7. GG ...rip, should have stuck with 325, 350. My range was basically + - 1'd straight after my post. 😞
  8. Drimzi

    Battlefield 1

    Sensitivity 1: GstInput.MouseSensitivity 0.002665 GstInput.MouseSensitivityVehicle 0.043504 Sensitivity 2: GstInput.UniformSoldierAimingCoefficient 0.000000 Everything else = 1.000000
  9. Drimzi

    Battlefield 1

    Yep, everything at 100% (1 in config file), so that everything is neutral and the only thing affecting sens is USA. You would use 133% USA if you kept CSGO zoom sensitivity at 1.00. CSGO at 0.81 is to make the AWP sensitivity equal to USA 0% (but other guns are slightly off). You should have a unique absolute value for hipfire and vehicle, coefficient at 0, and then everything else is 1 (the calculator may say 0.99999 or 1.00005 or something, but that is simply due to floating point precision, correct value is 1).
  10. Drimzi

    Battlefield 1

    0% monitor distance since you use 0.81 in csgo. Set all weapon values to 1 and use 0% uniform soldier aim coefficient too.
  11. Drimzi

    Battlefield 5 ADS Fov Convertion

    In BF, you should only have unique values for hipfire, vehicle, and USA coefficient. Everything else should be set to 1. Just change the coefficient until satisfied. ADS FOV doesn't really need any special treatment, it just means that the magnification factors are relative to hipfire fov rather than default fov. So if you have increased the fov higher than default, the scopes will all have higher fov in general.
  12. Drimzi

    Battlefield 5 ADS Fov Convertion

    Dont convert 360 distance to scopes. Use one of the other conversions.
  13. Drimzi

    help plz !

    0% maintains the same sensitivity, but the different fov result in different physical scale, and different curvature. You can imagine being inside a sphere, with the interior surface being rendered onto the monitor. When you reduce the fov, the monitor doesn't shrink or turn pixels off to reduce the fov. The sphere increases in size instead, and the contents of the rendered image become physically larger. With 0% conversion, the sensitivity circumference increases in size by the exact same factor. So sensitivity is maintained, but the surface you are aiming on has less curvature as it is a smaller portion of the sphere. So aiming will feel different regardless. When it comes to changing calculator variables, it will calculate the result for those fov measurements, but that is mostly useless as it isn't what the game is using. https://teacher.desmos.com/activitybuilder/custom/5a61dd34fafbd40a25416e02#preview/d123ef39-8694-4760-af7d-c18c936ce79d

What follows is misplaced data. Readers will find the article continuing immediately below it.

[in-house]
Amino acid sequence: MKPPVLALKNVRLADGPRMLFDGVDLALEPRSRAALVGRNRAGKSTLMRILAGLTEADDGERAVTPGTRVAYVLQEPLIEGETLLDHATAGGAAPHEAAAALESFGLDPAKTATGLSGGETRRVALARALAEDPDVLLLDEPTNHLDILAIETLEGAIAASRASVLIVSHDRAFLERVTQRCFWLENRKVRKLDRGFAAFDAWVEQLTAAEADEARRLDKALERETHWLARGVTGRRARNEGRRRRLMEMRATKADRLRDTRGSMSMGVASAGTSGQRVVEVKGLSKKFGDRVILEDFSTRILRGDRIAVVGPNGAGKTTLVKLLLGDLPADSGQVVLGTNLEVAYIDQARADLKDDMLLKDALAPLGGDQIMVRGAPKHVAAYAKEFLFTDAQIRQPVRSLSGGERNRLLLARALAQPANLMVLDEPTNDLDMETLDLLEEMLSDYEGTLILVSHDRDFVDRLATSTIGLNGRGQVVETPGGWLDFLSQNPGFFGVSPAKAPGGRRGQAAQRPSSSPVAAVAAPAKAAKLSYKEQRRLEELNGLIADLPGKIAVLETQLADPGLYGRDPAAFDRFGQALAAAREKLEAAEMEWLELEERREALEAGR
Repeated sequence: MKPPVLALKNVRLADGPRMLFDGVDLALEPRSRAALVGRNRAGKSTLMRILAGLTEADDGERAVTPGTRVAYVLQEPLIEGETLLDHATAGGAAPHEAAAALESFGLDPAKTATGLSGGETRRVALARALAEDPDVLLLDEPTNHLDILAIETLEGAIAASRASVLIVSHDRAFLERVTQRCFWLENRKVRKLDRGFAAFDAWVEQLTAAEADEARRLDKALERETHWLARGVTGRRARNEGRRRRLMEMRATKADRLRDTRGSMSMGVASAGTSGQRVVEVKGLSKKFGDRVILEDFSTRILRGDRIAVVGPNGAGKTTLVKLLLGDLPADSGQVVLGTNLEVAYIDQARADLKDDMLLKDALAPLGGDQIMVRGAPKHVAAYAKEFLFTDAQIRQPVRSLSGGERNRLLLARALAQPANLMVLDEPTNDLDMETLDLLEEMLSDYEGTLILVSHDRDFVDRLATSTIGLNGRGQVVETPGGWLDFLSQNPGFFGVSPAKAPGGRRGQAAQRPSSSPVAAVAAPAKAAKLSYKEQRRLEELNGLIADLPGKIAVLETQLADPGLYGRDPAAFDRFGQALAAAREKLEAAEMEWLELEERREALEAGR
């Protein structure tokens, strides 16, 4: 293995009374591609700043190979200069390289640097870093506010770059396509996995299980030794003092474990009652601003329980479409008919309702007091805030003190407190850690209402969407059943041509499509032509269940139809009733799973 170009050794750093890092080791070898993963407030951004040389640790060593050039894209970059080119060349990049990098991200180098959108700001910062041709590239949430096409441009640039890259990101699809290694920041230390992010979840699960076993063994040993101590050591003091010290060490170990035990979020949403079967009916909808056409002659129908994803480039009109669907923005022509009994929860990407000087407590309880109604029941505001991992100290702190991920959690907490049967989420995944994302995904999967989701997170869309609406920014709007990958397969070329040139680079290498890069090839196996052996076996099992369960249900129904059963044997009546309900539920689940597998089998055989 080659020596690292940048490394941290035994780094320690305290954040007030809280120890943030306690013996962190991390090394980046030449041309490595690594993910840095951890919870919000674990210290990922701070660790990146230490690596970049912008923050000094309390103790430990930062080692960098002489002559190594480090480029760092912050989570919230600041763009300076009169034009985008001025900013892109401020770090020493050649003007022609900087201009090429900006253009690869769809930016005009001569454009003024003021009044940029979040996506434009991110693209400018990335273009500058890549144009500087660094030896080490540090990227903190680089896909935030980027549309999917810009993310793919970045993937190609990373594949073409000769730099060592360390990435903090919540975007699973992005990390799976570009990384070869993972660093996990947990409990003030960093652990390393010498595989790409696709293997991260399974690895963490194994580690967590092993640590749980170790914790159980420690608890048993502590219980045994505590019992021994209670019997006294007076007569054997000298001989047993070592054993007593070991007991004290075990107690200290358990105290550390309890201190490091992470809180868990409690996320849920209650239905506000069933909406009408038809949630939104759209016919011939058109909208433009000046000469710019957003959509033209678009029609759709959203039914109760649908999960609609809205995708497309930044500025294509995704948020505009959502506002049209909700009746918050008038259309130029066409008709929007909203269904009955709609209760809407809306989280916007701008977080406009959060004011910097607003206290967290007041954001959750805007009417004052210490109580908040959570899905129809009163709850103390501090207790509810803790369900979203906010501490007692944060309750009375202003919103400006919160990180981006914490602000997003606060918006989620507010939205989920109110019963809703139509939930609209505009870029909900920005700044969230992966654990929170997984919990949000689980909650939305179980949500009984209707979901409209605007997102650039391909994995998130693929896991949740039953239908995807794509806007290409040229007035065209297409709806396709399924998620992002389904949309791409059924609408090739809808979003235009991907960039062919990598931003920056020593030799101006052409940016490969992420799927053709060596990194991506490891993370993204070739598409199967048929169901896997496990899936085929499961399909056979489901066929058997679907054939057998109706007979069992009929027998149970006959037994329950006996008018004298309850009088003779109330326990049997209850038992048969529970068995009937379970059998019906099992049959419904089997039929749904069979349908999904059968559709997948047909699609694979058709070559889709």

14. Other than personal constraint, what you could do is maintain a permanent hipfire cm/360°. Make use of custom resolutions to render the game into a specific portion of the screen, whilst having blackness where the missing fov would be. This way you can achieve a constant cm/360°. Let's say we want 106.26° x 73.74° fullscreen (1920 x 1080 pixels). We have a game that is limited at 103°. We know 106.26° is 1920 pixels. We need to find how many pixels is 103°. From there, we can scale the result by 9/16 to find the vertical pixels, or use the full 1080 pixels if the game can fill that in. Example formula: 1920 * (1 * tan(103 * pi/360))/(4/3 * tan(90 * pi/360)) = 1810 1810 * 9/16 = 1018 103 degrees = 1810 pixels. At 1810x1018 resolution, the game will effectively have the same focal length as 106.26° x 73.74° game at 1920x1080, and the same cm/360°. (360 * atan(1018/1810 * tan(103 * pi/360)))/pi = 70.526° We will have 103°x70.526° rendered, the rest is black. Test if the game supports 1810x1080, or 1920x1018 whilst maintaining the focal length and without stretching. You could potentially have black bars on one axis. Just think of it like your monitor grows and shrinks to change the field of view, with a max limit defined by the physical size of the monitor, instead of relying on the game zooming in and out to change the fov.